“Today is a very difficult day for every Colts fan,” said Colts Owner and CEO Jim Irsay. “Peyton Manning has meant so much to the organization, the city of Indianapolis, the state of Indiana and to Colts fans worldwide. We salute Peyton for all he has accomplished on and off the field, and we wish him health and happiness as he moves forward.
“Peyton represented what we aspire to have in our players. He promised to win for the Colts years ago, and he did. His achievements are as notable as those of any athlete in any sport, and I offer him my sincerest thanks for his outstanding service and example.”
Irsay and Manning appeared together during an afternoon press conference.
“Nobody loves their job more than I do. Nobody loves playing quarterback more than I do. I still want to play. But there is no other team I wanted to play for,” said Manning. “We all know that nothing lasts forever. Times change, circumstances change, and that’s the reality of playing in the NFL.”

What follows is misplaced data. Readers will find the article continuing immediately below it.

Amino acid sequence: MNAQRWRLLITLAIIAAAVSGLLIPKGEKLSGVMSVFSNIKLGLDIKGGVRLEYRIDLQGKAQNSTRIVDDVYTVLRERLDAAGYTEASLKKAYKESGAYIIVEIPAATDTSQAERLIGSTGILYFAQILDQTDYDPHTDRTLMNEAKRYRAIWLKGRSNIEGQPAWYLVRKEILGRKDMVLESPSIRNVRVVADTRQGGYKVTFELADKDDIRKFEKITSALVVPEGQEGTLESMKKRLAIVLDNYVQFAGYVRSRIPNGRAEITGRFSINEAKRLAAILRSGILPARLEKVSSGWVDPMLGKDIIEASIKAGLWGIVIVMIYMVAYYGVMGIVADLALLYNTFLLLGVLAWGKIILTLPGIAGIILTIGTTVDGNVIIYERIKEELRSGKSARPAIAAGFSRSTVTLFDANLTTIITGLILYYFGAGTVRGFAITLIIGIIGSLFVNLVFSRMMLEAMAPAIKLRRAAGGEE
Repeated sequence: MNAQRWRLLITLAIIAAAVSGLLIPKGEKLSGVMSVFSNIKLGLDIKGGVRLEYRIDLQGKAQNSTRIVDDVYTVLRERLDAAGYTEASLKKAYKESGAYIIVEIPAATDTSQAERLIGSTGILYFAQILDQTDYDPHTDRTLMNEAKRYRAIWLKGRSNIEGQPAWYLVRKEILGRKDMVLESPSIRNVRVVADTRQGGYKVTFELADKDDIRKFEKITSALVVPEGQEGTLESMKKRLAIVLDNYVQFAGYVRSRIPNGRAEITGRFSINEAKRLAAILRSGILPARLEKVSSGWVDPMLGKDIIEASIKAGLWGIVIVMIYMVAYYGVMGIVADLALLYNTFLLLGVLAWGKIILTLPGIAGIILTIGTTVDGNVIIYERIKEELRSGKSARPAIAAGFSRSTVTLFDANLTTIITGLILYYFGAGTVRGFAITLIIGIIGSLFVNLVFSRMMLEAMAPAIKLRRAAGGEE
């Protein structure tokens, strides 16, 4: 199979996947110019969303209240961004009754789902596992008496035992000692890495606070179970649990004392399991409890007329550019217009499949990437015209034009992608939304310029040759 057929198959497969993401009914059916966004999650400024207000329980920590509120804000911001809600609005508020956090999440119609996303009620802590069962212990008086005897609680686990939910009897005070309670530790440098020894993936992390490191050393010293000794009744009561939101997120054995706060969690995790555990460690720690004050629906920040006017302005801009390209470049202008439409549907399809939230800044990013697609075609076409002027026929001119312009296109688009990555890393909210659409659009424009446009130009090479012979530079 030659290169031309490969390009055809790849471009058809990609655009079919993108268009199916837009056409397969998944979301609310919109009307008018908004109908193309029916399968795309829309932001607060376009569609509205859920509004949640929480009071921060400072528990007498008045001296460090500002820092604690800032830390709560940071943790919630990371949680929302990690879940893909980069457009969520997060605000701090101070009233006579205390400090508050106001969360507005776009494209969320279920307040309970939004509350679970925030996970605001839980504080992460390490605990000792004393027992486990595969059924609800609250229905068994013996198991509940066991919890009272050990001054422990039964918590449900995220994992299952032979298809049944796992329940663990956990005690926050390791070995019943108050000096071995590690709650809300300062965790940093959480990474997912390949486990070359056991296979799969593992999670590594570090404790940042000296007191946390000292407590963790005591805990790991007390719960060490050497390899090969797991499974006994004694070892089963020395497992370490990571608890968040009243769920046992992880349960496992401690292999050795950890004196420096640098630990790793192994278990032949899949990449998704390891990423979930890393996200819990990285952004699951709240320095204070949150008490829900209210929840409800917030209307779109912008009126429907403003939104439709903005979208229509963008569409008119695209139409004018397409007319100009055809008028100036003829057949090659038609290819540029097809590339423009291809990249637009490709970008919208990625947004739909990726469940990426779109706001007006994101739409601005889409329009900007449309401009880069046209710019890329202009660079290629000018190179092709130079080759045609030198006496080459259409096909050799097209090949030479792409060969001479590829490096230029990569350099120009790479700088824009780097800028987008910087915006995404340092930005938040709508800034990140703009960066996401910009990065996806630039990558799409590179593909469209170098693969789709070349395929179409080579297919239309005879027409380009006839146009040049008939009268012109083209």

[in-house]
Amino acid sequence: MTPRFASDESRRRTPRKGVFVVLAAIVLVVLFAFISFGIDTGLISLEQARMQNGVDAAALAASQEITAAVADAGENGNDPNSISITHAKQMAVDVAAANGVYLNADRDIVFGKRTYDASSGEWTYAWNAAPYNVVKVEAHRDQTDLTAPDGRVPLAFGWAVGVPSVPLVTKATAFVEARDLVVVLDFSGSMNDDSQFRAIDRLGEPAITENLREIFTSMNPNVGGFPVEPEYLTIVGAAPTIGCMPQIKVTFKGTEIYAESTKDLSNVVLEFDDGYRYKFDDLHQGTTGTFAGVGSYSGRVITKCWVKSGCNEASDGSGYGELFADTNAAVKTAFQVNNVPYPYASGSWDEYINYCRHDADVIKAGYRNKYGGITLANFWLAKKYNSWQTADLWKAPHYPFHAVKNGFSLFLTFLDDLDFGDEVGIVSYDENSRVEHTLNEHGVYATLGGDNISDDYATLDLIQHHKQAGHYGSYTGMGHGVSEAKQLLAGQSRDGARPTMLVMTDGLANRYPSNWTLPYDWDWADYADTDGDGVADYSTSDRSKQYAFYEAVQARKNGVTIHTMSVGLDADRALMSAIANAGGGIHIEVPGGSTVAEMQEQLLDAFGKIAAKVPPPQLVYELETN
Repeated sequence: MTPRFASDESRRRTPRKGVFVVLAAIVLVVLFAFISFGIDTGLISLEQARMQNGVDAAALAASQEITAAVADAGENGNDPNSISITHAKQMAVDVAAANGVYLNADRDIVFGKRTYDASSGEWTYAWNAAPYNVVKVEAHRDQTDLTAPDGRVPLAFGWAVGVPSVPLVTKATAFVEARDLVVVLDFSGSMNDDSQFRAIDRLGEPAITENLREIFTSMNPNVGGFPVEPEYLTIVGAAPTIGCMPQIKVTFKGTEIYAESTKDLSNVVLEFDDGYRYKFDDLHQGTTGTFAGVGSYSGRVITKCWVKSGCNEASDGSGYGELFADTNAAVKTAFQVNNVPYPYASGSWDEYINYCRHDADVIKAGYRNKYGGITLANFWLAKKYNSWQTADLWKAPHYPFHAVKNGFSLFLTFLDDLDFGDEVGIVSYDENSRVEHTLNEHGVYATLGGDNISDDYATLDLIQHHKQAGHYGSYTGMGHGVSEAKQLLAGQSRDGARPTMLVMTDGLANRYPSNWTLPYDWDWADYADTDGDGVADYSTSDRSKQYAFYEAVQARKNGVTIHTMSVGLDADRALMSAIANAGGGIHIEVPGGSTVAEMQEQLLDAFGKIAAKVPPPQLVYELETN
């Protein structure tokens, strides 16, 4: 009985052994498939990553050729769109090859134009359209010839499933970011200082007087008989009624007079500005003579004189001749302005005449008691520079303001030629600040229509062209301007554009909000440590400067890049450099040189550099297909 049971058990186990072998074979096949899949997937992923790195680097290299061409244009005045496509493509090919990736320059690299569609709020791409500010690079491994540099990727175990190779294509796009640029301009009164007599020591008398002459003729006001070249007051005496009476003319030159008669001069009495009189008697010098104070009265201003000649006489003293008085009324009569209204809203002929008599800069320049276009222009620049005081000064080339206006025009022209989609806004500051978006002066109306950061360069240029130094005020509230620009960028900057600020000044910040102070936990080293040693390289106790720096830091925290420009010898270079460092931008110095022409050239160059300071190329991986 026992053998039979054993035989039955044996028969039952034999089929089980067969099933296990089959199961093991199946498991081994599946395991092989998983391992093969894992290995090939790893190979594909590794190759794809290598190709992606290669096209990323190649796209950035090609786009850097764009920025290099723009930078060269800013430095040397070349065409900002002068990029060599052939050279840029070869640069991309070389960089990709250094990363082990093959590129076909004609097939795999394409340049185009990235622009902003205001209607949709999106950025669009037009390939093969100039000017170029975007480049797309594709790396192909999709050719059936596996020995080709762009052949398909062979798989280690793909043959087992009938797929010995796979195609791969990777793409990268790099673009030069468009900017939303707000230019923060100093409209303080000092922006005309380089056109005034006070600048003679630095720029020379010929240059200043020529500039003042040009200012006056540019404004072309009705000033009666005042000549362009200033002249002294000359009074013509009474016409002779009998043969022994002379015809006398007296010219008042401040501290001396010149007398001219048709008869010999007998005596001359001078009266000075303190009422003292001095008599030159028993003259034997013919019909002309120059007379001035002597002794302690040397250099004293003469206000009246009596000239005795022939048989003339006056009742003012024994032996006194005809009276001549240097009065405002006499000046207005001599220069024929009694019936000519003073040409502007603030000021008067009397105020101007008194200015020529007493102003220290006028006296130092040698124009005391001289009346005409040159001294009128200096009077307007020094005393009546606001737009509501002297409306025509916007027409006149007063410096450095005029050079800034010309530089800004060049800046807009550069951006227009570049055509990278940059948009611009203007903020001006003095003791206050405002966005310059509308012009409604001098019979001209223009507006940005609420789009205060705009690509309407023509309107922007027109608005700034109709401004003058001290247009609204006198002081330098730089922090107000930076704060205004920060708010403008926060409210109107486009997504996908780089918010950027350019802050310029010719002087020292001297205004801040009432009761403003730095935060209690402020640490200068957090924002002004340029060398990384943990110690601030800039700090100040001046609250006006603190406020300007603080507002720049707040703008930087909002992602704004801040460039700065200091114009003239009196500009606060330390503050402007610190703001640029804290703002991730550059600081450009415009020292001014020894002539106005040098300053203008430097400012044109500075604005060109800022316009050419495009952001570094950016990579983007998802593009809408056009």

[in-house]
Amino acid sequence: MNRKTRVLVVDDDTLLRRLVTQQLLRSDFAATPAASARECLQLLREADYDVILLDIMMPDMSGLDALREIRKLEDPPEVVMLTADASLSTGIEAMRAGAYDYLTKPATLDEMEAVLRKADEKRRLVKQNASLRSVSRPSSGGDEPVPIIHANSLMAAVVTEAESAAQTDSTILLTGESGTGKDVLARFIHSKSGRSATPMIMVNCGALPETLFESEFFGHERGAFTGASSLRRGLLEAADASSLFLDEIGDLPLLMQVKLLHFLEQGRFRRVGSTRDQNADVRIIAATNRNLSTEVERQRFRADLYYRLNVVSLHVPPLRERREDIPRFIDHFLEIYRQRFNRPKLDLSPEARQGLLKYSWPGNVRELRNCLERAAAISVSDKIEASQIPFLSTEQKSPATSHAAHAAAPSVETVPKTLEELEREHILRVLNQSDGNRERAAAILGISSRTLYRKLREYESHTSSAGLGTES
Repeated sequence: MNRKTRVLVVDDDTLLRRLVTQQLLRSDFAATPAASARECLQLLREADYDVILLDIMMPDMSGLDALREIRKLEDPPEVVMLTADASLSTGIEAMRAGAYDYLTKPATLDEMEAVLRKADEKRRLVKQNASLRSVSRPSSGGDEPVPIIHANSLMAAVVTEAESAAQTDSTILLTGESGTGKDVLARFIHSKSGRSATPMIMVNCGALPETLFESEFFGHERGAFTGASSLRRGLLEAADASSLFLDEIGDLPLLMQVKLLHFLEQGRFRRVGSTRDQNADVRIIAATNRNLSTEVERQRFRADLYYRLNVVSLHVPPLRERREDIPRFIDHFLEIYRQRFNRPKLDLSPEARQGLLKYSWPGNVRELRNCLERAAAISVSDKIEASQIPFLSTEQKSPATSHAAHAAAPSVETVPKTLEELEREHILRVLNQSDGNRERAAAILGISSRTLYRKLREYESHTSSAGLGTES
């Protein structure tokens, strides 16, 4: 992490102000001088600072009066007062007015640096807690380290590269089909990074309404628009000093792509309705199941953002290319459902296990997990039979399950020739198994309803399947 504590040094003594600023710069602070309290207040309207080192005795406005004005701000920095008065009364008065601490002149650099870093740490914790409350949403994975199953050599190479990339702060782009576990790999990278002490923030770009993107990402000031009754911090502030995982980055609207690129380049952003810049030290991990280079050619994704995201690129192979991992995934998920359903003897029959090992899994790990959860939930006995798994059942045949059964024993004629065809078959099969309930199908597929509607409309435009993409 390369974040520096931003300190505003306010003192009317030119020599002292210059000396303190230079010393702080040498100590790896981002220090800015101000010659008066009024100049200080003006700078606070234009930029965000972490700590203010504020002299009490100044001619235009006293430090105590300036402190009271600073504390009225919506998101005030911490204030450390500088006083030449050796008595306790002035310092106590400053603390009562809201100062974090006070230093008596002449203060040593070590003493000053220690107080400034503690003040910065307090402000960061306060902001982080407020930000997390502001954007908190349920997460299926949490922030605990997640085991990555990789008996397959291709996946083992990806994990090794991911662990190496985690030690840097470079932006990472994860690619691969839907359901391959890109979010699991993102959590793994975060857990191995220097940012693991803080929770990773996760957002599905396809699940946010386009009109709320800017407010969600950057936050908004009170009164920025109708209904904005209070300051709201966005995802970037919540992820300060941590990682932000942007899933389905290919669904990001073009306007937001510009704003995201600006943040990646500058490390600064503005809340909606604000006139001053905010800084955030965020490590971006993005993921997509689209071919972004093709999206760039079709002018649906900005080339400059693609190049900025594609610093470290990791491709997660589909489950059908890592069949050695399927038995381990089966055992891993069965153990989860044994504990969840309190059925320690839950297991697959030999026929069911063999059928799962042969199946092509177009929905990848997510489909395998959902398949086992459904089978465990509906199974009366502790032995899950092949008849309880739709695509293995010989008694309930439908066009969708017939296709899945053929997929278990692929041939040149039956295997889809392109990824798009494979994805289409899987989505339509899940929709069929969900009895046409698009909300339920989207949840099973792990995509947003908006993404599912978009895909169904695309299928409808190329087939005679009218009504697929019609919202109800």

Peyton Manning was very well paid during the 14 seasons he played for the Colts: Rookie contract: $48 million. Second contract: $99.2 million. Last year: $26.4 million. Total: $173.6M.
An athlete like Peyton Manning is a once in a generation athlete. Super Bowl XLVI, played earlier this year in Indianapolis, showcased how much Peyton Manning has meant to the city of Indianapolis.
Media covering the Super Bowl reported time and time again the number of people wearing Manning’s #18 jersey. The Indianapolis population is only 784,118, one of the smaller markets to be home to an NFL team. Manning was the face of the Colts, the face of the city, a football player with a larger than life persona both on and off the football field.
When Derek Jeter retires from the Yankees, they will still have household names playing for their baseball team. Jeter will be missed, but he’ll be replaced quickly.
What Peyton Manning represented to football fans in Indianapolis can never be replaced. Andrew Luck may become a great NFL quarterback, but he will never come close to representing who Peyton Manning was to the people of Indianapolis.